All along the book there is the ongoing distinction between the "true" entrepreneurs, who seek to make profits purely by their own innovative efforts, and the false ones who benefit from government patronage and are counted among the "looters" - for example, the difference between Hank Rearden and his rival steel producer Orren Boyle. The economy of the book's present is contrasted with the capitalism of 19th century America, recalled as a lost Golden Age.
Atlas Shrugged: Plot Dagny Taggart, the Operating Vice President of railroad company Taggart Transcontinental, attempts to keep the company alive against collectivism and statism amid a sustained economic depression. While economic conditions worsen and government agencies enforce their control on successful businesses, people are often heard repeating the cryptic phrase "Who is John Galt?
It sarcastically means: "Don't ask important questions, because we don't have answers"; or more broadly, "What's the point? Her brother James, the railroad's president, seems to make irrational decisions, such as preferring to buy steel from Orren Boyle's unreliable Associated Steel, rather than Hank Rearden's Rearden Steel. Dagny attempts to ignore her brother and pursue her own policies. She soon realizes that d'Anconia is actually taking advantage of the investors by building worthless mines.
Despite the risk, Jim and his allies at Associated Steel invest a large amount of capital into building a railway in the region while ignoring the more crucial Rio Norte Line in Colorado, where the rival Phoenix-Durango Railroad competes by transporting supplies for Ellis Wyatt, who has revitalized the region after discovering large oil reserves.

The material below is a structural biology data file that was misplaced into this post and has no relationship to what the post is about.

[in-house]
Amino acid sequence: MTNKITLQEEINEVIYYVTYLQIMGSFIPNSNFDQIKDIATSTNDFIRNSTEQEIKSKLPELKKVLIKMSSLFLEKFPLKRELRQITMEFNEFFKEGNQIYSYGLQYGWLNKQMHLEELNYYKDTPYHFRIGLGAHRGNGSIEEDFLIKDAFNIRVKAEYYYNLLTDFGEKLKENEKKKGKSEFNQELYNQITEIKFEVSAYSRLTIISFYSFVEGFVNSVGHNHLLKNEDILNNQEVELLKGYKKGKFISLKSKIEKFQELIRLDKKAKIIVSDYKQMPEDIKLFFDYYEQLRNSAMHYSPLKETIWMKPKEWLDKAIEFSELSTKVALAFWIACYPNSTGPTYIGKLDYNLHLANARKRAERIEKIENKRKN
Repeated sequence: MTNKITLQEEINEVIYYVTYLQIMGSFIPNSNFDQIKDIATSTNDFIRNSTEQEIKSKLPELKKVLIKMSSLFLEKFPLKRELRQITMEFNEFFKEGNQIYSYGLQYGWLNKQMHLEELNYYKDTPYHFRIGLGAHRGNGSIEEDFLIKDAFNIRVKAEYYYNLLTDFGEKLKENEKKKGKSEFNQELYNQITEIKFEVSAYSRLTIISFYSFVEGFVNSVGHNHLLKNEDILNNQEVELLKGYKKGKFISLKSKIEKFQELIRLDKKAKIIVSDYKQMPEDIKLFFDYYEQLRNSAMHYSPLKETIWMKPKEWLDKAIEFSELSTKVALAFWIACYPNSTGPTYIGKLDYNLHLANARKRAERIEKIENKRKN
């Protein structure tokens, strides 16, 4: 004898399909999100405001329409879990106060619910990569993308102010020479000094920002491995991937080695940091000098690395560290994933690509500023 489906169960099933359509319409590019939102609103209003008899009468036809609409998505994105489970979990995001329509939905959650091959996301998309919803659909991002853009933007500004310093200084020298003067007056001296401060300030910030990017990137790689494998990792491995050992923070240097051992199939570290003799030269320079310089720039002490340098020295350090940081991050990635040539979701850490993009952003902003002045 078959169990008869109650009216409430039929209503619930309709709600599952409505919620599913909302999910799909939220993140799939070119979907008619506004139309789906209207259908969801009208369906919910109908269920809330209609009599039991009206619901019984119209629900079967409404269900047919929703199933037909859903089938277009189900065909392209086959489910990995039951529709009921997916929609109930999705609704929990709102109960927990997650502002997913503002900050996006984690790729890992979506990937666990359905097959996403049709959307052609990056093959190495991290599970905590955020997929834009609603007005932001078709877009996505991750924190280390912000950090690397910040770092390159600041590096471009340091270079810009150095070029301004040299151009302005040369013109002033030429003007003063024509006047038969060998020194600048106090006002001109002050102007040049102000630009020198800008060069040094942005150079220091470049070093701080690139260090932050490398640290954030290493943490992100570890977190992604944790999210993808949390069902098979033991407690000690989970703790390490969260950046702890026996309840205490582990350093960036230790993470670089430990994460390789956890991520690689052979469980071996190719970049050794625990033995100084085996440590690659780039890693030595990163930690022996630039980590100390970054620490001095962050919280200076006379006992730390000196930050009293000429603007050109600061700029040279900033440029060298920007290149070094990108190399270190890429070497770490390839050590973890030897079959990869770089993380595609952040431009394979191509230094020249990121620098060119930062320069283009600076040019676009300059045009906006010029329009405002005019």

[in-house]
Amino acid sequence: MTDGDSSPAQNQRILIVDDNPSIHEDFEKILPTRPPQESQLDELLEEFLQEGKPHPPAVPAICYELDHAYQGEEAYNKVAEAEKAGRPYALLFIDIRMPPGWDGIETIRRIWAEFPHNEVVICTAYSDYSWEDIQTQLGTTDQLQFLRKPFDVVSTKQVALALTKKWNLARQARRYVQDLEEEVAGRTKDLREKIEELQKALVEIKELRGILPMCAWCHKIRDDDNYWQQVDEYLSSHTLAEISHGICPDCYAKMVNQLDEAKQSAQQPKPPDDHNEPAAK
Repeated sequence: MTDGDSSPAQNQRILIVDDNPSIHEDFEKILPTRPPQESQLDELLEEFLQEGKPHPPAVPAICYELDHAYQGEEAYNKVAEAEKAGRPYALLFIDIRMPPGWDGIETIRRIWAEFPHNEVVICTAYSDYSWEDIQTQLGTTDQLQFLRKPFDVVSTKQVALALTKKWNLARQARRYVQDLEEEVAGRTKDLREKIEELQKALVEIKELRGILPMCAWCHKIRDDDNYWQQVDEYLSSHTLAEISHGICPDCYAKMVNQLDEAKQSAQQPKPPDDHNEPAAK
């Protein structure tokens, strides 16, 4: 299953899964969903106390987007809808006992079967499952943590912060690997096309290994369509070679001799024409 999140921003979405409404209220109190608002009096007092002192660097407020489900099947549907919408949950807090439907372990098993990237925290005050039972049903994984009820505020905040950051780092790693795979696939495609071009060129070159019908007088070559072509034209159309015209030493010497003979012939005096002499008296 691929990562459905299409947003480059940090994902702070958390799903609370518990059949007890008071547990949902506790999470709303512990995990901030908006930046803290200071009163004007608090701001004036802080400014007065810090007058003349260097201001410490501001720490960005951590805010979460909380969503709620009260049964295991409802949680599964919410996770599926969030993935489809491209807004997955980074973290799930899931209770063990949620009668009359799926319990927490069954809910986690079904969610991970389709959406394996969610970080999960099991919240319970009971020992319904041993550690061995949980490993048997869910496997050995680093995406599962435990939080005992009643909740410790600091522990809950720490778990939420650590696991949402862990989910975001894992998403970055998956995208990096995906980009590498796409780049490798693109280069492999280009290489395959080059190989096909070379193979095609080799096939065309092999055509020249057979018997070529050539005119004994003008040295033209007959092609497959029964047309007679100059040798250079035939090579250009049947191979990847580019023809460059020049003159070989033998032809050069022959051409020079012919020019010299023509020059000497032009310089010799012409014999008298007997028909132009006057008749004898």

Dagny minimizes losses on the San Sebastian Line by placing obsolete trains on the line, which Jim is forced to take credit for after the line is nationalized as Dagny predicted. Meanwhile, in response to the success of Phoenix-Durango, the National Alliance of Railroads, a group containing the railroad companies of the United States, passes a rule prohibiting competition in economically-prosperous areas while forcing other railroads to extend rail service to "blighted" areas of the country, with seniority going to more established railroads.
The ruling effectively ruins Phoenix-Durango, upsetting Dagny. Wyatt subsequently arrives in Dagny's office and presents her with a nine-month ultimatum: if she does not supply adequate rail service to his wells by the time the ruling takes effect, he will not use her service, effectively ensuring financial failure for Taggart Transcontinental. In Philadelphia, Hank Rearden, a self-made steel magnate, has developed an alloy called Rearden Metal, which is simultaneously lighter and stronger than conventional steel.
Rearden keeps its composition secret, sparking jealousy among competitors.
Dagny opts to use Rearden Metal in the Rio Norte Line, becoming the first major customer to purchase the product. As a result, pressure is put on Dagny to use conventional steel, but she refuses. Hank's career is hindered by his feelings of obligation to his wife, mother, and younger brother.
After Hank refuses to sell the metal to the State Science Institute, a government research foundation run by Dr. Robert Stadler, the Institute publishes a report condemning the metal without actually identifying problems with it. As a result, many significant organizations boycott the line. Although Stadler agrees with Dagny's complaints over the unscientific tone of the report, he refuses to override it.